Woebegone-Fiery-Recovery. Clumsy-Empty-Headroom. Finicky-Muslim-Buyer. As of this writing, these are the top three crypto traders on the FTX Leaderboard – a profit scoreboard that has been used for benchmarking, credibility and bragging rights.
“Wow guys look im #1 on the FTX PNL leaderboard,” one trader tweeted in September, adding that “paid group coming soon.” The trader Alex Wice includes the line “Formerly FTX #2 PNL” in his Twitter bio. When the pseudonymous trader High Stakes Capital reached the top in 2020, he tweeted, “I’m the king now.”
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High Stakes Capital, 40, is based in Dubai and he used to play professional poker. He began trading in 2015 with $20,000 in capital, and says his account swelled to $300 million at the peak of the bull run. He sees the FTX Leaderboard as a bit of objective scorekeeping. “It’s about credibility,” says High Stakes Capital. “A lot of traders on Twitter like to just share a chart and tweet whenever they’re right.”
Let’s say, for example, you book $10 million profit on a juicy trade. You tweet a screenshot and people call you a Trade God. But what you decline to mention is that you took five other trades, they were all dogs and they lost you a combined $20 million. The leaderboard is a more honest accounting. “I’m not obsessed with this,” says High Stakes Capital, “but there’s something nice about credibility.”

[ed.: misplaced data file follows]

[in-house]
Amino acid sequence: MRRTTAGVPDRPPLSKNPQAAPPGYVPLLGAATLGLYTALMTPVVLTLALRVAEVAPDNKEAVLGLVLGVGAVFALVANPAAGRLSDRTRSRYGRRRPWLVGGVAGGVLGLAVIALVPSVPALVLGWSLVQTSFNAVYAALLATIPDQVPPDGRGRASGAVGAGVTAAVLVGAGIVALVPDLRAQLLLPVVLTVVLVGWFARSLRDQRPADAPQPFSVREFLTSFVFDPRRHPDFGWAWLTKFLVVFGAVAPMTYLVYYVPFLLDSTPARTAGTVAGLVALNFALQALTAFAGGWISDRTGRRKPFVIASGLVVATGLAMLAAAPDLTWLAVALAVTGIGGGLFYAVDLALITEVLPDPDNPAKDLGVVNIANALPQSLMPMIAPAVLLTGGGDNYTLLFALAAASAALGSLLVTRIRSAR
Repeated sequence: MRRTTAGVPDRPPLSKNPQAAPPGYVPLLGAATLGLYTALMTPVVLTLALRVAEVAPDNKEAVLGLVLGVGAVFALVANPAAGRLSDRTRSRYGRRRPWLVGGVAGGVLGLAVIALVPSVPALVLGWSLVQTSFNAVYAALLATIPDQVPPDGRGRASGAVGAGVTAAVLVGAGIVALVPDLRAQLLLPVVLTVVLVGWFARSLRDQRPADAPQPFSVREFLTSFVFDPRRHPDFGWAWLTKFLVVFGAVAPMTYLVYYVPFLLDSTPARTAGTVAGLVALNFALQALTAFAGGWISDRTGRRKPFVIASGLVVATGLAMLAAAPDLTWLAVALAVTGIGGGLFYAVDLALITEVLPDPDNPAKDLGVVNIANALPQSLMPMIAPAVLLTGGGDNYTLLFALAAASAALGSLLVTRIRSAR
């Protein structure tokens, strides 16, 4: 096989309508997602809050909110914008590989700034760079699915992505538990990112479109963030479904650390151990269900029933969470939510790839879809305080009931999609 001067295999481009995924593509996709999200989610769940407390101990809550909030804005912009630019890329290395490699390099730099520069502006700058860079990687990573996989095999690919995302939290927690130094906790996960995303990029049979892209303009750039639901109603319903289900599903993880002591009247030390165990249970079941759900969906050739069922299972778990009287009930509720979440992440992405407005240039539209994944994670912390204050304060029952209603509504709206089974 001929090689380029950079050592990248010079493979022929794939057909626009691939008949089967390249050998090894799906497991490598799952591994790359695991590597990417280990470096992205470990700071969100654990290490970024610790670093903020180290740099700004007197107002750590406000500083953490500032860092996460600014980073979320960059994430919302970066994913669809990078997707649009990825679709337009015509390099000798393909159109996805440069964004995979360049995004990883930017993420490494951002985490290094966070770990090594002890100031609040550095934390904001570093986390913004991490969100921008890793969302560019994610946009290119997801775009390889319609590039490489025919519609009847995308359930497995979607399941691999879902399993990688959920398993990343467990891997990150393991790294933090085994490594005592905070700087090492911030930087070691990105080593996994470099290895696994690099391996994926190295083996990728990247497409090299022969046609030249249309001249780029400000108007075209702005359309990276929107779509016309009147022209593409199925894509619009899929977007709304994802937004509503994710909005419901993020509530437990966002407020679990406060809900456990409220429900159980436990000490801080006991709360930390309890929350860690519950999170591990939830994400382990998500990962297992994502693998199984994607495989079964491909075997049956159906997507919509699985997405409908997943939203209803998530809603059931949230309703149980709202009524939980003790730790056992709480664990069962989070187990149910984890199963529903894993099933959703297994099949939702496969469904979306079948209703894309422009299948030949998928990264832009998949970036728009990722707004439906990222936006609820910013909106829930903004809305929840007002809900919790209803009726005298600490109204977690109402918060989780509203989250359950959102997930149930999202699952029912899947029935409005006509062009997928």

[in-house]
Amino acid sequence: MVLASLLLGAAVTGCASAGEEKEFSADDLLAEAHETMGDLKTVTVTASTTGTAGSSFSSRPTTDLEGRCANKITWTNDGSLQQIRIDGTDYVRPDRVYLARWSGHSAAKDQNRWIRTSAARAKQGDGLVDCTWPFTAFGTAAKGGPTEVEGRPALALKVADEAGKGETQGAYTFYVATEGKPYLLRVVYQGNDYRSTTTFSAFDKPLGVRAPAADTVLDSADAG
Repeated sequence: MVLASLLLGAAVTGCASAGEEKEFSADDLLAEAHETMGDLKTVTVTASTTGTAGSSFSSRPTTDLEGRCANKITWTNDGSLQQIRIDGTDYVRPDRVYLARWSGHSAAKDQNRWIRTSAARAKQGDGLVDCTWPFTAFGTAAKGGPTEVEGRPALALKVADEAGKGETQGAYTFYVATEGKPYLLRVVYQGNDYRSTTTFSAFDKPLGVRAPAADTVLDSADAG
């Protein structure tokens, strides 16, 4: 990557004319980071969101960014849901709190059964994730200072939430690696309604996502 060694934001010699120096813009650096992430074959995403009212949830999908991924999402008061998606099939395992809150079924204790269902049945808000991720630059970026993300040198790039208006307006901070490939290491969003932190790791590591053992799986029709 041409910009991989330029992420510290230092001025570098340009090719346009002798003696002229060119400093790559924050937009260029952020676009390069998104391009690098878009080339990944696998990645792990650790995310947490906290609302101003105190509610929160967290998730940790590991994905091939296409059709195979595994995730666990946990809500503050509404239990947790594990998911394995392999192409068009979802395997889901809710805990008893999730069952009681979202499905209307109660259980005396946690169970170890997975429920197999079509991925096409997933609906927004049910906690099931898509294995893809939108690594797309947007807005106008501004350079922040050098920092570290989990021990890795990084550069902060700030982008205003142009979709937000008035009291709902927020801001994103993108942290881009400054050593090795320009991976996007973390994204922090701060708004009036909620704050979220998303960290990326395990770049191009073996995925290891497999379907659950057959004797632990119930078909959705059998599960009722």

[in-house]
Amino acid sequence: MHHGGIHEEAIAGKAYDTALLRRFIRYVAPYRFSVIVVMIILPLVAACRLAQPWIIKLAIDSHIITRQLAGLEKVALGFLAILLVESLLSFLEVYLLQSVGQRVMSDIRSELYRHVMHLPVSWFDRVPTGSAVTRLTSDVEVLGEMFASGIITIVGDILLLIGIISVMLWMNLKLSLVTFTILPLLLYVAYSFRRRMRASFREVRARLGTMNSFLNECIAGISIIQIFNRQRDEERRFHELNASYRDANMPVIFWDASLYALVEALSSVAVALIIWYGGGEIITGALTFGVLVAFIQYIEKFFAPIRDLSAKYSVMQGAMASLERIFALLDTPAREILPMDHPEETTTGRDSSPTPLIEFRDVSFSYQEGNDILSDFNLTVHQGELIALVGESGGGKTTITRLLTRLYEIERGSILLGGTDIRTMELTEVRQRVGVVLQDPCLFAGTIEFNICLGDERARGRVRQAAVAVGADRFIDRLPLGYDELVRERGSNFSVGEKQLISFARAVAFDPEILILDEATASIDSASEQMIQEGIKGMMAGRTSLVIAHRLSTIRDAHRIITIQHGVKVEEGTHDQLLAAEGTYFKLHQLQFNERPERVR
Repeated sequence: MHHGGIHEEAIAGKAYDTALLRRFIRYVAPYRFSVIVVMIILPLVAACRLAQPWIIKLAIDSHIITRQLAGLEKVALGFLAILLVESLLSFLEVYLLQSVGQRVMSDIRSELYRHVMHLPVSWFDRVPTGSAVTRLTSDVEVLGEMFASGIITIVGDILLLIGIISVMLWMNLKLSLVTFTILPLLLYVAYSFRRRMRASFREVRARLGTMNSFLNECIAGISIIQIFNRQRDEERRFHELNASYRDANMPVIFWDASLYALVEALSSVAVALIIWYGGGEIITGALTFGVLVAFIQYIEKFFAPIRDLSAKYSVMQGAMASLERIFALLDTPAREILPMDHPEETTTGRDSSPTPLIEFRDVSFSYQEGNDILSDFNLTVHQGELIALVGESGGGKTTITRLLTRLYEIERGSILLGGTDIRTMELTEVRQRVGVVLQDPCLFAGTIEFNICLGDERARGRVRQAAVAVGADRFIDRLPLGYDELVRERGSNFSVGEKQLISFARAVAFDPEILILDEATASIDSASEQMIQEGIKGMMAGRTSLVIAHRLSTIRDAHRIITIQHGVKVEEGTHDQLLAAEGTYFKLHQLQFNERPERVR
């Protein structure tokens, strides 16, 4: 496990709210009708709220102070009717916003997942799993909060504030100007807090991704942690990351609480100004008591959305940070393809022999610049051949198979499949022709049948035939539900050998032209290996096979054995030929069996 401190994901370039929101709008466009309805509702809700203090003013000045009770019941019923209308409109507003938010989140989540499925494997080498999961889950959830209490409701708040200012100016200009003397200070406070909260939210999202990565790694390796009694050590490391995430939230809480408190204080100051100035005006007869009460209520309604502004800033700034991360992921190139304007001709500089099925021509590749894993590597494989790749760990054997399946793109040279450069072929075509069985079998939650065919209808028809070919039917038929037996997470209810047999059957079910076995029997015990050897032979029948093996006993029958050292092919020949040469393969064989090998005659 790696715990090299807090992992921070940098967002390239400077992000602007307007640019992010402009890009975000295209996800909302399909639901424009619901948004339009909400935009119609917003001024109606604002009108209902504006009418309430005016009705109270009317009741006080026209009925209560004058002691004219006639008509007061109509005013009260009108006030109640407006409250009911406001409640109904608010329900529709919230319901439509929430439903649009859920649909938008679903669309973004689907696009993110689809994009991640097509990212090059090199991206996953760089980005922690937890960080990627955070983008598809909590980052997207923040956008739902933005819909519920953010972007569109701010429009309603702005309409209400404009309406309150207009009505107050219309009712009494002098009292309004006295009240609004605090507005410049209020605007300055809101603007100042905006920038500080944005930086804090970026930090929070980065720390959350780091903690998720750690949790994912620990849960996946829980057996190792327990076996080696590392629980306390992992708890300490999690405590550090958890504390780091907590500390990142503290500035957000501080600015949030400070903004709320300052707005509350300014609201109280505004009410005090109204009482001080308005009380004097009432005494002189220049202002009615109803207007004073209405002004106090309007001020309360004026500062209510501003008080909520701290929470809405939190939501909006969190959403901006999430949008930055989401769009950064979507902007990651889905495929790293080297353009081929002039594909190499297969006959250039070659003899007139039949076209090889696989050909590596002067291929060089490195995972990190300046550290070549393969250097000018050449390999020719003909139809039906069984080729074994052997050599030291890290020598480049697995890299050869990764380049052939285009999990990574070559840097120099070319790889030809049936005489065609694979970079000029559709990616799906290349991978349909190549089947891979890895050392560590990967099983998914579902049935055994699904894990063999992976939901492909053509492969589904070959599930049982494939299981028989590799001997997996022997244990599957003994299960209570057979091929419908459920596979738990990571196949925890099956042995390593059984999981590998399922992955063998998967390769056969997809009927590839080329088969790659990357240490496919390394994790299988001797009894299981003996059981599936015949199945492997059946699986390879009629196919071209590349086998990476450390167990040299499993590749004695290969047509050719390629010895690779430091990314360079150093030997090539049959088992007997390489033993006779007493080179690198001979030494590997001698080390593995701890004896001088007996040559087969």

Other traders use it for motivation. “I might not have been as driven about improving my process if it [the Leaderboard] didn’t exist,” says the trader “ChadCloutman,” over Telegram. “Getting on there was a big motivating factor.” After any large profit and loss (P&L) swings in his account, he’ll check the leaderboard to see if he’s jumped up or tumbled down.
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The Leaderboard can offer clues of traders’ positions. “You can look at traders on the leaderboard and see who is long and who is short,” says High Stakes Trader. This takes a bit of inference and triangulation. The Leaderboard does not explicitly provide that information, but if Trader X is #10 on the Leaderboard, then the price of bitcoin crashes and Trader X suddenly jumps up to #1, there’s a good Trader X is shorting the market.